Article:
Welcome to the musical meandering insights of Aaron Joy. Here you'll find 600 reviews of CDs & DVDs of rock & metal in all its variations, mainstream & indie. What they all share is that the album or band is unique in some way & not every submission was reviewed. Please share these reviews or link to them if you like what you read. Reviews are no longer being posted here but feel free to e-mail Aaron & post comments. (Formerly the Roman Midnight Music Blog) (last update 5/23/2017)
Friday, June 21, 2013
Style: black metal, heavy metal
Members: Bryan 'B-Ray' Ray ~ guitars/vocals
Gerald 'G-Man' Barnett ~ drums
In their third release, following two back to back 2011 releases, the duo of the Kalling have gone for a wider more exploratory palette of sound, or at least it feels different on the whole even if the changes aren't essentially too drastic. The Kalling have always created a "low-fi death metal stomp", as I've previously described them, but 3 feels like the boys have decided to slow things down even more at times, got some new studio effects at their disposal & played with the vocals a lot more, which is the most obvious change. Opener "Snake Charmer" features reversed vocals, screaming & perhaps a Mercyful Fate ambiance to the vocals, while "Abomination Man" includes growling/screaming for the chorus with the more talking/singing vocals of past albums for the verses. In addition to the new vocal workout the songs feel that they plod much more than the earlier albums. "Abomination Man" crawls while "Snake Charmer" drones, a technique they'd always found their greatest successes with, yet this is a reinvention not a repeat of the past. Essentially, the music feels stripped back, but there's no loss as the new vocals make up for it, the texture has moved from the guitars & drums to the vocals. While at first it sounds like the Kalling has gone more mainstream metal in their approach ... one wonders what inspired this change ... the following four songs throw out all expectations. The most dynamic track "Hypnotizing The Masses" has everything put into a blender to come out as a swirling musical kaleidescope that brings a psychedelic feel into play. "The Number" is the most straight forward song, more heavy metal than black metal & reminiscent of traditional 80's metal. But, this is the calm before the storm, with the gnarly Slayer-esque "Wizards Of War" that truly fuses old Kalling with the new Kalling sound. Getting a facelift is the theme of 3 & it's an exciting facelift that makes the album a great addition to what the Kalling has already done. Also needing mention is the concluding track "Coma", more of a bonus track or coda as it's only vocals & guitar, of a guy talking from a coma. A very creeping ending to a great album & drawing upon B-Ray's lyrical prowess when it comes to first hand storytelling. Though, it's really not a coda as lyrically much of the album looks at things that are coming to an end or in a breakdown & obviously this last song is thus the perfect ending, because death isn't pretty.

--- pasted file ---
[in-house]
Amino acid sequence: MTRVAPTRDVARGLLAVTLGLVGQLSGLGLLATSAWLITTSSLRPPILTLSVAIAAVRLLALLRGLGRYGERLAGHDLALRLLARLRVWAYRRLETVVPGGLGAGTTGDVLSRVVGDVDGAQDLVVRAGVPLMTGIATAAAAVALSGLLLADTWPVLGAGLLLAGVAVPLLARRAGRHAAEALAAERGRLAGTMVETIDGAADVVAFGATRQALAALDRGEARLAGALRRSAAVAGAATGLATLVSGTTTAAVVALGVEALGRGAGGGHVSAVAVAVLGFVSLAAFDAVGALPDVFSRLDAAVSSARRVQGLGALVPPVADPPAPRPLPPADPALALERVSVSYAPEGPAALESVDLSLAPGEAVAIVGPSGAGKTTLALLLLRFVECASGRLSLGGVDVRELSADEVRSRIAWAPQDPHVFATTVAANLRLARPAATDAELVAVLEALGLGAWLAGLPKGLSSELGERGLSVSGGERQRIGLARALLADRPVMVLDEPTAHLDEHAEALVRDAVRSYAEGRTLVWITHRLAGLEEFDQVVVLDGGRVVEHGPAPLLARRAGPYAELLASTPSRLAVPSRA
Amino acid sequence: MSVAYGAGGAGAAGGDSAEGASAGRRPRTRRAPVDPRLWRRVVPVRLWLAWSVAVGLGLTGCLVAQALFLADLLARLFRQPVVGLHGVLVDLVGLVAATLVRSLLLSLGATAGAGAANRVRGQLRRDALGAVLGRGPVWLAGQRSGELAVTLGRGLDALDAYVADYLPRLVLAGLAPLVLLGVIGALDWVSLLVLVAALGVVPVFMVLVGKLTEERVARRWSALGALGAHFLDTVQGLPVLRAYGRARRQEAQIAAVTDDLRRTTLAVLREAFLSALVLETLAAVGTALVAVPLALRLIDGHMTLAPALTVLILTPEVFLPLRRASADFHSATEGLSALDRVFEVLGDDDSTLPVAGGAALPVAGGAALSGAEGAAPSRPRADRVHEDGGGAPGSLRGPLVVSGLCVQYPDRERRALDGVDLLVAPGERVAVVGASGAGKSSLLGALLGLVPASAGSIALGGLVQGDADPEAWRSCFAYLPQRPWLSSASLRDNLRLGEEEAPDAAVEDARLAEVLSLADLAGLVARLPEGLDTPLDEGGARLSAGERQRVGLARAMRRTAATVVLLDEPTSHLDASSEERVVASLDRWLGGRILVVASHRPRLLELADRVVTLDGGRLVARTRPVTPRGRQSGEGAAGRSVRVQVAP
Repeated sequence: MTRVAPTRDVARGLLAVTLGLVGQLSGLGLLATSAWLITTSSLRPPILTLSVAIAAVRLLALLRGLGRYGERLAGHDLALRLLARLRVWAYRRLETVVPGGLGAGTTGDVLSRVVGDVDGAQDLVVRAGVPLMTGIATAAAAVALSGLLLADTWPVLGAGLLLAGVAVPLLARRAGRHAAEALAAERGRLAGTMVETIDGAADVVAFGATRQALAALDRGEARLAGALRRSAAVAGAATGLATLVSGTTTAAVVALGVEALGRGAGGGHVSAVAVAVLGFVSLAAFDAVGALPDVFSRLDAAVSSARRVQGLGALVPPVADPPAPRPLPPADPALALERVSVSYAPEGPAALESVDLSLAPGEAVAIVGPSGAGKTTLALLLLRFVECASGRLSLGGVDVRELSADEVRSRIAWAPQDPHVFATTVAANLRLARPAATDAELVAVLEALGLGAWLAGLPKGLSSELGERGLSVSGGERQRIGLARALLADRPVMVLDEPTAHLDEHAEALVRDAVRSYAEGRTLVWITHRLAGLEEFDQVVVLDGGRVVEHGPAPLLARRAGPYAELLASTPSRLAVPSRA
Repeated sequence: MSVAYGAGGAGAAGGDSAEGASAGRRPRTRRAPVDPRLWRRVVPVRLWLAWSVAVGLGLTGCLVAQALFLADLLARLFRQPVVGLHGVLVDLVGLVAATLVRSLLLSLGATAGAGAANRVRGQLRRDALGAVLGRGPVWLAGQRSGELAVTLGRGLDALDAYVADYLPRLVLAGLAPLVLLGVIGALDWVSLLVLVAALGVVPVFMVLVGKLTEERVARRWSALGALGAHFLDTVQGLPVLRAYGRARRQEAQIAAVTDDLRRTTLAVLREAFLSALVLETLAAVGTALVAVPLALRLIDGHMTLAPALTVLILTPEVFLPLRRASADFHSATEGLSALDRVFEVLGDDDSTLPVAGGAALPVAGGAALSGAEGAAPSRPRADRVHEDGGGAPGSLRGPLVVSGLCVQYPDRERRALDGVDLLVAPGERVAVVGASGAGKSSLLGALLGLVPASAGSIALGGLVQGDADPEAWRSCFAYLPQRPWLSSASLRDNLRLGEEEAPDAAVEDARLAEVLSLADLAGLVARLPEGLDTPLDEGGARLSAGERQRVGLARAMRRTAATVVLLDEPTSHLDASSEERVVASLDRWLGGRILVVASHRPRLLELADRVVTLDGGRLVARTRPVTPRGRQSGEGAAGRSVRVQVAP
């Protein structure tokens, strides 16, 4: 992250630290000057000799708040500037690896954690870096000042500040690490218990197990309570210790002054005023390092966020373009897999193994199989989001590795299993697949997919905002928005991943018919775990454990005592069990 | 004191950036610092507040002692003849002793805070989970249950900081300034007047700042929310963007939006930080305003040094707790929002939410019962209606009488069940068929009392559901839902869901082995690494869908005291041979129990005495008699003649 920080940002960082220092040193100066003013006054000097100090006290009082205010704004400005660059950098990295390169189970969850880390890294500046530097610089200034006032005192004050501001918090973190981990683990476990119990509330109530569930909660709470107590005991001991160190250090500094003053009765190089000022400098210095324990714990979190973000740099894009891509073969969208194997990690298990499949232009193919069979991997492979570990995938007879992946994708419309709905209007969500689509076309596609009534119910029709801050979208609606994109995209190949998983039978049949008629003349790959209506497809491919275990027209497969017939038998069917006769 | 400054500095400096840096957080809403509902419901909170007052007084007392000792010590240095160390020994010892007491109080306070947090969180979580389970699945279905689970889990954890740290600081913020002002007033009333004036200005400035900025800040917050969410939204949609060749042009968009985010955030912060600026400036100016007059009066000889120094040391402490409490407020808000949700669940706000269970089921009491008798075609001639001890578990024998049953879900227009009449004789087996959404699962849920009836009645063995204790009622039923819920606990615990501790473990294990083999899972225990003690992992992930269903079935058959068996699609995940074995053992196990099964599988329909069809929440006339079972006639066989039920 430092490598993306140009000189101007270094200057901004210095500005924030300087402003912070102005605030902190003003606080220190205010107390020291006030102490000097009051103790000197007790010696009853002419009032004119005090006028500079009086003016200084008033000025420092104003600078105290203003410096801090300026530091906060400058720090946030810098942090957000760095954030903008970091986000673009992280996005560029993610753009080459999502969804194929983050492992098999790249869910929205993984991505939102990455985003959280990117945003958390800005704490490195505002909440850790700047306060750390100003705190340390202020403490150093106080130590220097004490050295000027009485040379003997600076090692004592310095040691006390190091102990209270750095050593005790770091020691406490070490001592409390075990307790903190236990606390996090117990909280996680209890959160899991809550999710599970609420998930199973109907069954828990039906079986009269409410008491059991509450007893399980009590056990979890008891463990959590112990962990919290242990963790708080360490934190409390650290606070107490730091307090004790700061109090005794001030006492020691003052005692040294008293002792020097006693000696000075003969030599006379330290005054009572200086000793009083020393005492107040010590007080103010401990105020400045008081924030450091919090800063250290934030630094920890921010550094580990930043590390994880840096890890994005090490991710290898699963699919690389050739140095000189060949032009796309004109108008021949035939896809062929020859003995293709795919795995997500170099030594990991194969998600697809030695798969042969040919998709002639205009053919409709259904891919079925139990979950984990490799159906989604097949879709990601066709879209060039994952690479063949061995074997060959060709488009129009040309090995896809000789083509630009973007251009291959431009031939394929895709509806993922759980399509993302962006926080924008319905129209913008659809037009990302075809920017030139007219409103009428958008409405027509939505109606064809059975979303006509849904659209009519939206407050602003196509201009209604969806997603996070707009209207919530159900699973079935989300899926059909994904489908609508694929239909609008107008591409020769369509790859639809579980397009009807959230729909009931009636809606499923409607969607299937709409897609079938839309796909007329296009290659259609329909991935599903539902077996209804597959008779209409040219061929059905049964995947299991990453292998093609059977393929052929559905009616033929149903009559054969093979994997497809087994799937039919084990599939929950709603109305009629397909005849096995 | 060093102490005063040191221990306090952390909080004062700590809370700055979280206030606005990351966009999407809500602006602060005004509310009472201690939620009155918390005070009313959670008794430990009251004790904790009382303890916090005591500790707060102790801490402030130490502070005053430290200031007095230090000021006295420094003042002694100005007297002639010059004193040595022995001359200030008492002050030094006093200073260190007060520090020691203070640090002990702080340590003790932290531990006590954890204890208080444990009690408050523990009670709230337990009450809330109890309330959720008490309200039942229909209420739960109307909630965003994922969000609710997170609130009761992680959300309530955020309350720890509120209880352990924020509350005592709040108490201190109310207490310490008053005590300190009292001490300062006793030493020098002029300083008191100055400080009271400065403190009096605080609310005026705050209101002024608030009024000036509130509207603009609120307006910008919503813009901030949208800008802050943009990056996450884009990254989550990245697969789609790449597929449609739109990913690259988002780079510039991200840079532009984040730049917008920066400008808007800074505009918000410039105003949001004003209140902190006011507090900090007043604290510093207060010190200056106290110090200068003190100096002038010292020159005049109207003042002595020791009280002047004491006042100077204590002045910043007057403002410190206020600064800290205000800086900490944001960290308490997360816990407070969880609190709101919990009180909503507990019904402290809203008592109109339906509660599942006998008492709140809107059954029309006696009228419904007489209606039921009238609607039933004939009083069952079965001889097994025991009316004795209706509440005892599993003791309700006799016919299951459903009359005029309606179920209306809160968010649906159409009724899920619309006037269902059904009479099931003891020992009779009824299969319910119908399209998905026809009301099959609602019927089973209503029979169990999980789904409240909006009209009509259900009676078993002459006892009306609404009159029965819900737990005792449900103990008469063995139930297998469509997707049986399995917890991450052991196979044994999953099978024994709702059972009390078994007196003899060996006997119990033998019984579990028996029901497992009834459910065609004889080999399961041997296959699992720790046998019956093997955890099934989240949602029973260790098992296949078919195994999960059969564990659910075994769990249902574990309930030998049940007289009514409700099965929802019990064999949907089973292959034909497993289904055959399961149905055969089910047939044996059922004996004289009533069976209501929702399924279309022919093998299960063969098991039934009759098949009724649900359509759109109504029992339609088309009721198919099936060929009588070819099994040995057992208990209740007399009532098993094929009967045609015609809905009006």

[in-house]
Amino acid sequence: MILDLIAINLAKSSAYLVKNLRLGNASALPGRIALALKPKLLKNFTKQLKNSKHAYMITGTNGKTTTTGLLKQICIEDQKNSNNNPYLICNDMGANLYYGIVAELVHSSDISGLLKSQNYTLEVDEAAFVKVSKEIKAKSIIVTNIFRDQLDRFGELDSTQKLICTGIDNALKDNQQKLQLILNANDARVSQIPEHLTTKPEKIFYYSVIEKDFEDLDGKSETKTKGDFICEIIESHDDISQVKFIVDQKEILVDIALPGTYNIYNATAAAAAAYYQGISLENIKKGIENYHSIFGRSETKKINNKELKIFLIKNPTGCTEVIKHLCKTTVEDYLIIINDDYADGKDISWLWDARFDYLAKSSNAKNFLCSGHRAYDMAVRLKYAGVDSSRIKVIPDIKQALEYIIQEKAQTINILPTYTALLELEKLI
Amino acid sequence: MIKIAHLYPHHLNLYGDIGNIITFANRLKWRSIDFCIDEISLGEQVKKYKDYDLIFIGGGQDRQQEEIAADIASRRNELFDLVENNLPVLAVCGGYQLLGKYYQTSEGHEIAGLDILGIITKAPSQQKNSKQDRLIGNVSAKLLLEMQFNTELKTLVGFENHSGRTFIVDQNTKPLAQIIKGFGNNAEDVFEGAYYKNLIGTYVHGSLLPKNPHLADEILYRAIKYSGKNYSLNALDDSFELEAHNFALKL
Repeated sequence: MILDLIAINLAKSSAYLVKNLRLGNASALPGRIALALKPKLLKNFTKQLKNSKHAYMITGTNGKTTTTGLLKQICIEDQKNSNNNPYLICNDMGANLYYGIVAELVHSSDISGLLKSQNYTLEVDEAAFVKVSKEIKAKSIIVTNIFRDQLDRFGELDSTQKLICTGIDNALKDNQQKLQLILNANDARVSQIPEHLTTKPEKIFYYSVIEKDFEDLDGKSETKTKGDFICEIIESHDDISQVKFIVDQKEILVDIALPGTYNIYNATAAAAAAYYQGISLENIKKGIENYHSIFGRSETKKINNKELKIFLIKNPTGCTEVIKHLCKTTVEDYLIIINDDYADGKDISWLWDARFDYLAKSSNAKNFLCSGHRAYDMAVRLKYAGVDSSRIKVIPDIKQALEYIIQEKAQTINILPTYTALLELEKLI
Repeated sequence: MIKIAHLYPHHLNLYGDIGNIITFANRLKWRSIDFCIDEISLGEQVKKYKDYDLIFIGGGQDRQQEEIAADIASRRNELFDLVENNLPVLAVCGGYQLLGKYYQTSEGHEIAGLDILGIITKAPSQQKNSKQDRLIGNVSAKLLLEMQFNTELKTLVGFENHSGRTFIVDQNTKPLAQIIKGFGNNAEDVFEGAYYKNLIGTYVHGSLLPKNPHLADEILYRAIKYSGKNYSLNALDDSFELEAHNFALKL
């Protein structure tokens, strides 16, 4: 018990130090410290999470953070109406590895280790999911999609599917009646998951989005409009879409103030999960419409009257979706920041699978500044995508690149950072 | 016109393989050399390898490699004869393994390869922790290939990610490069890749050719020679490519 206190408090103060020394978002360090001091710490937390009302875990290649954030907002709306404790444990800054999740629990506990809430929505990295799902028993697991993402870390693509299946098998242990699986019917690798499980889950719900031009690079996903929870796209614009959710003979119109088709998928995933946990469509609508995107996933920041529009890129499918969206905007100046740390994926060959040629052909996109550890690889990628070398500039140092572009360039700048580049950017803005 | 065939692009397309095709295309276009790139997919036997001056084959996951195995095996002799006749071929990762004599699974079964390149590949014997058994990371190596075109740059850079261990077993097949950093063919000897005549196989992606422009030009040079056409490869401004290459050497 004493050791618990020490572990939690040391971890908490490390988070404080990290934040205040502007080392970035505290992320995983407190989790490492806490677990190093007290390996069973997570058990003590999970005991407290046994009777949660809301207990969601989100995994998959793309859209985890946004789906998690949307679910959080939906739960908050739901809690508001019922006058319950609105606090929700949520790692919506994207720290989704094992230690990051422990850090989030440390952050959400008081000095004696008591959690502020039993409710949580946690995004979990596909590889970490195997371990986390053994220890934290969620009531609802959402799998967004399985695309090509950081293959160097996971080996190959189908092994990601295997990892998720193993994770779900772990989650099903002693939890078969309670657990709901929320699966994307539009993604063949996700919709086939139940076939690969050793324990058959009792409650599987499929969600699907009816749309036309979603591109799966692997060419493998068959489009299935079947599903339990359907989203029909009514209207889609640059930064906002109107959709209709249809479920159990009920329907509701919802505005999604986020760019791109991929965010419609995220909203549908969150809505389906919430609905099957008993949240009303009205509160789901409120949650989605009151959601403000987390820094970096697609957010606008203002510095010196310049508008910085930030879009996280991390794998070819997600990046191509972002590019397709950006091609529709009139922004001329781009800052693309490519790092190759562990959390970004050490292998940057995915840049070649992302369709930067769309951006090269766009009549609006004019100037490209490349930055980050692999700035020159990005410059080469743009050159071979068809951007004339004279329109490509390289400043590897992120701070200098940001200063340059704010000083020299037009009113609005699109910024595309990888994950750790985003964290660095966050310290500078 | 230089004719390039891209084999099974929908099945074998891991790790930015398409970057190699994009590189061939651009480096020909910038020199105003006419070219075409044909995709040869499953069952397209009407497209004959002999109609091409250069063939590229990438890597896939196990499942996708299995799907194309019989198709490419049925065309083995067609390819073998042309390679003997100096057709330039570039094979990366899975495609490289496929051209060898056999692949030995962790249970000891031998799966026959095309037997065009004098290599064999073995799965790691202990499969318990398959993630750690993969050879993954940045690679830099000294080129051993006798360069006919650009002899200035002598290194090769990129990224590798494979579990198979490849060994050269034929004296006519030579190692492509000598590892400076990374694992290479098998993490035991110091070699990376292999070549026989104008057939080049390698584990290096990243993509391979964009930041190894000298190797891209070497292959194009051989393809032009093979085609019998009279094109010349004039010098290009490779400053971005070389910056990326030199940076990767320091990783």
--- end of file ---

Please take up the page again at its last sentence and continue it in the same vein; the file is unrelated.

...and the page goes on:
(featured on the Roman Midnight Music CD Reviews & Interviews podcast: episode 47 & 48 (2 part) "Interview: Kalling," April 2012, click here to listen)
(No music video available.)